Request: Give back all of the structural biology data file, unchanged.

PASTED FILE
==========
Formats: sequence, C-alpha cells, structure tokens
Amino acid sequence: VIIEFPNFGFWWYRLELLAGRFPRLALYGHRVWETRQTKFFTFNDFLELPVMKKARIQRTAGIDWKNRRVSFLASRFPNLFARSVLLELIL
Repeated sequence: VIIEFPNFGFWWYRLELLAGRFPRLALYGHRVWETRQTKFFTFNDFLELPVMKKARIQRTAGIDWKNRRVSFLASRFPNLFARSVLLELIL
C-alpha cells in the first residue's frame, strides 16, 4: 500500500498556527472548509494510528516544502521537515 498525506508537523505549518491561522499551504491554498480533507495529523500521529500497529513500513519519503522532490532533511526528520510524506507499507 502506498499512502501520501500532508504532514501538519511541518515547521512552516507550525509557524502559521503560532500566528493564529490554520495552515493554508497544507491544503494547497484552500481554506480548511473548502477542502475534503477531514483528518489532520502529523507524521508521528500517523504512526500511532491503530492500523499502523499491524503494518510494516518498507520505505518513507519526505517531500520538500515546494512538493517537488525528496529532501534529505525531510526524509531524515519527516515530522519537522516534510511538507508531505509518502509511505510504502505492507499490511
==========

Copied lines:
Formats: sequence, C-alpha cells, structure tokens
Amino acid sequence: VIIEFPNFGFWWYRLELLAGRFPRLALYGHRVWETRQTKFFTFNDFLELPVMKKARIQRTAGIDWKNRRVSFLASRFPNLFARSVLLELIL
Repeated sequence: VIIEFPNFGFWWYRLELLAGRFPRLALYGHRVWETRQTKFFTFNDFLELPVMKKARIQRTAGIDWKNRRVSFLASRFPNLFARSVLLELIL
C-alpha cells in the first residue's frame, strides 16, 4: 500500500498556527472548509494510528516544502521537515 498525506508537523505549518491561522499551504491554498480533507495529523500521529500497529513500513519519503522532490532533511526528520510524506507499507 502506498499512502501520501500532508504532514501538519511541518515547521512552516507550525509557524502559521503560532500566528493564529490554520495552515493554508497544507491544503494547497484552500481554506480548511473548502477542502475534503477531514483528518489532520502529523507524521508521528500517523504512526500511532491503530492500523499502523499491524503494518510494516518498507520505505518513507519526505517531500520538500515546494512538493517537488525528496529532501534529505525531510526524509531524515519527516515530522519537522516534510511538507508531505509518502509511505510504502505492507499490511